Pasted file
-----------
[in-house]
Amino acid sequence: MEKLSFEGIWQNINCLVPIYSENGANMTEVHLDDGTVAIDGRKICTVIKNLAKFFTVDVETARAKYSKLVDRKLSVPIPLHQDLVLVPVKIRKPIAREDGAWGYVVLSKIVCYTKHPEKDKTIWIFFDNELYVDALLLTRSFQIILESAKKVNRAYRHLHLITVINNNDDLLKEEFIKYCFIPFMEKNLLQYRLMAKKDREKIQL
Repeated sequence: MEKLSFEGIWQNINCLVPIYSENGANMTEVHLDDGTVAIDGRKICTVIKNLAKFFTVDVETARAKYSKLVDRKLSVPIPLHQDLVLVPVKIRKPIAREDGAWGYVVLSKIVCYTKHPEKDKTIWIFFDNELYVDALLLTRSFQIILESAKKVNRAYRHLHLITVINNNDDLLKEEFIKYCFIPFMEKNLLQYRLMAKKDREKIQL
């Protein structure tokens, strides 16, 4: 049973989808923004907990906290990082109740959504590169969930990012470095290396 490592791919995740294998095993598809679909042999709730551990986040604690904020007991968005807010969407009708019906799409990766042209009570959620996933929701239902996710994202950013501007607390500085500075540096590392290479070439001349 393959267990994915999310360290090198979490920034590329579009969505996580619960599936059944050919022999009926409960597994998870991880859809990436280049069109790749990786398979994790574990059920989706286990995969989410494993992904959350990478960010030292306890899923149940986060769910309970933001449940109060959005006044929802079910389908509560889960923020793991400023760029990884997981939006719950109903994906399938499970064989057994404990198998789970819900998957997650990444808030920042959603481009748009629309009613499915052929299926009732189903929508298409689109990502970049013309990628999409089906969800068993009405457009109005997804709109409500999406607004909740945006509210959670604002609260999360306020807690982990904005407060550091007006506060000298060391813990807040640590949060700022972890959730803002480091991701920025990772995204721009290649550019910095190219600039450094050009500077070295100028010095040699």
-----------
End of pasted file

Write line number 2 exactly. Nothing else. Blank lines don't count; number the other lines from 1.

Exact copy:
Amino acid sequence: MEKLSFEGIWQNINCLVPIYSENGANMTEVHLDDGTVAIDGRKICTVIKNLAKFFTVDVETARAKYSKLVDRKLSVPIPLHQDLVLVPVKIRKPIAREDGAWGYVVLSKIVCYTKHPEKDKTIWIFFDNELYVDALLLTRSFQIILESAKKVNRAYRHLHLITVINNNDDLLKEEFIKYCFIPFMEKNLLQYRLMAKKDREKIQL